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Version: 0.71

Fabric Native Components


This documentation is still experimental and details are subject to changes as we iterate. Feel free to share your feedback on the discussion inside the working group for this page.

Moreover, it contains several manual steps. Please note that this won't be representative of the final developer experience once the New Architecture is stable. We're working on tools, templates and libraries to help you get started fast on the New Architecture, without having to go through the whole setup.

A Fabric Native Component is a Native Component rendered on the screen using the Fabric Renderer. Using Fabric Native Components instead of Legacy Native Components allows us to reap all the benefits of the New Architecture:

  • Strongly typed interfaces that are consistent across platforms.
  • The ability to write your code in C++, either exclusively or integrated with another native platform language, hence reducing the need to duplicate implementations across platforms.
  • The use of JSI, a JavaScript interface for native code, which allows for more efficient communication between native and JavaScript code than the bridge.

A Fabric Native Component is created starting from a JavaScript specification. Then Codegen creates some C++ scaffolding code to connect the component-specific logic (for example, accessing some native platform capability) to the rest of the React Native infrastructure. The C++ code is the same for all the platforms. Once the component is properly connected with the scaffolding code, it is ready to be imported and used by an app.

The following section guides you through the creation of a Fabric Native Component, step-by-step, targeting the latest version of React Native.


Fabric Native Components only works with the New Architecture enabled. To migrate to the New Architecture, follow the Migration guide

How to Create a Fabric Native Components​

To create a Fabric Native Component, you have to follow these steps:

  1. Define a set of JavaScript specifications.
  2. Configure the component so that Codegen can create the shared code and it can be added as a dependency for an app.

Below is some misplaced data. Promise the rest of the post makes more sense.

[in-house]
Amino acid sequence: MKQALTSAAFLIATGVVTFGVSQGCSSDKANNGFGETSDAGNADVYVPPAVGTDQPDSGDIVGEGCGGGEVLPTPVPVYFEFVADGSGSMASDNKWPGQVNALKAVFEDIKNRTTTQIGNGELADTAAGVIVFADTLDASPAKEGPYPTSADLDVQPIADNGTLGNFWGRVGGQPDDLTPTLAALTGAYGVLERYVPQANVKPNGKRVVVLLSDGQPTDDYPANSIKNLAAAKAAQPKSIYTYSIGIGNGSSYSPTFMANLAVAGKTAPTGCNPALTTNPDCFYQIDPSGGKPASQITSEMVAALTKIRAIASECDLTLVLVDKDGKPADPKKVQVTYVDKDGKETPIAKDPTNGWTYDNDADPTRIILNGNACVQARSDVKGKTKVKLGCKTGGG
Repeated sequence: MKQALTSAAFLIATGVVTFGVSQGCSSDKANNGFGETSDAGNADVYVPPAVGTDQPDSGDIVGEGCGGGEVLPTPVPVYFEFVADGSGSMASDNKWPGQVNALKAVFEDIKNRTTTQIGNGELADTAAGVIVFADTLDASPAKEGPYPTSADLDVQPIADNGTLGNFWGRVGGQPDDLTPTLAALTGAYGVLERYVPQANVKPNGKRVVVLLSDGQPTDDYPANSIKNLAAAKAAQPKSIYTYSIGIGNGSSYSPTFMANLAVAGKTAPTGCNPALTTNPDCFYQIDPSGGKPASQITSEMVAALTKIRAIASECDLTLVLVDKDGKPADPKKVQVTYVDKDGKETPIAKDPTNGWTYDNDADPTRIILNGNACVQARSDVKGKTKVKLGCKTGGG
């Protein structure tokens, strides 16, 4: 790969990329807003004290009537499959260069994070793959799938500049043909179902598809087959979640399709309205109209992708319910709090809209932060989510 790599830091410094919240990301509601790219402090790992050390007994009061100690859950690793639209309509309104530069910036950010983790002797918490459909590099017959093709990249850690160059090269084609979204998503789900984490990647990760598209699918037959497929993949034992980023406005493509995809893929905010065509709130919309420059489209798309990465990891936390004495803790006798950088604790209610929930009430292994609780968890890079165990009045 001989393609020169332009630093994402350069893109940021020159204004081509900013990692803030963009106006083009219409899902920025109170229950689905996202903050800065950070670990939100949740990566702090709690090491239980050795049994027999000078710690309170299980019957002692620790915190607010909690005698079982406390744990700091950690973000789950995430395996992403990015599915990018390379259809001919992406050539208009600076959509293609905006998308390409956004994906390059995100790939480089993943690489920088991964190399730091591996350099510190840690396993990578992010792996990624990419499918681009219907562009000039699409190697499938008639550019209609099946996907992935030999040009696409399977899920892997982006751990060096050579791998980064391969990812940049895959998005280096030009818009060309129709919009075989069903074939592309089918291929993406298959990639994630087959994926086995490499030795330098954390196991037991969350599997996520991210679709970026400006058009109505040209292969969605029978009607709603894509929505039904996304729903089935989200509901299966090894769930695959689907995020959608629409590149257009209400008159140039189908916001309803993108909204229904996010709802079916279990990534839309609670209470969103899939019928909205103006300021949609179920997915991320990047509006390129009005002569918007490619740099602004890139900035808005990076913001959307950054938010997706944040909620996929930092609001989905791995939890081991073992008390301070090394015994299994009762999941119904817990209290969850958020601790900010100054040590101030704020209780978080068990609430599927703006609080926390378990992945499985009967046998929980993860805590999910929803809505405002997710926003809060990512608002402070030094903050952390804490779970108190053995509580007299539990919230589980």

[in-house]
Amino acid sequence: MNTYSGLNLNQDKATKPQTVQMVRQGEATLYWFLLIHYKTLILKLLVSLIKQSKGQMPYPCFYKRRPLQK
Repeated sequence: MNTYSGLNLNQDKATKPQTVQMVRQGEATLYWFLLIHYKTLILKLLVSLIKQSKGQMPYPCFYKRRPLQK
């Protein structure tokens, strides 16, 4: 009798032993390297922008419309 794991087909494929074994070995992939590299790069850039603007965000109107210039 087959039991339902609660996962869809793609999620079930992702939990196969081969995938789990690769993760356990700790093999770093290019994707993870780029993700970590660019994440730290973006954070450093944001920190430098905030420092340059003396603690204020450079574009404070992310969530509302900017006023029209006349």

3. Write the required native code.

Once these steps are done, the component is ready to be consumed by an app. The guide shows how to add it to an app by leveraging autolinking, and how to reference it from the JavaScript code.

1. Folder Setup​

In order to keep the component decoupled from the app, it's a good idea to define the module separately from the app and then add it as a dependency to your app later. This is also what you'll do for writing Fabric Native Component that can be released as open-source libraries later.

For this guide, you are going to create a Fabric Native Component that centers some text on the screen.

Create a new folder at the same level of the app and call it RTNCenteredText.

In this folder, create three subfolders: js, ios, and android.

The final result should look like this:

β”œβ”€β”€ MyApp
└── RTNCenteredText
β”œβ”€β”€ android
β”œβ”€β”€ ios
└── js

2. JavaScript Specification​

The New Architecture requires interfaces specified in a typed dialect of JavaScript (either Flow or TypeScript). Codegen uses these specifications to generate code in strongly-typed languages, including C++, Objective-C++, and Java.

There are two requirements the file containing this specification must meet:

  1. The file must be named <MODULE_NAME>NativeComponent, with a .js or .jsx extension when using Flow, or a .ts, or .tsx extension when using TypeScript. Codegen only looks for files matching this pattern.
  2. The file must export a HostComponent object.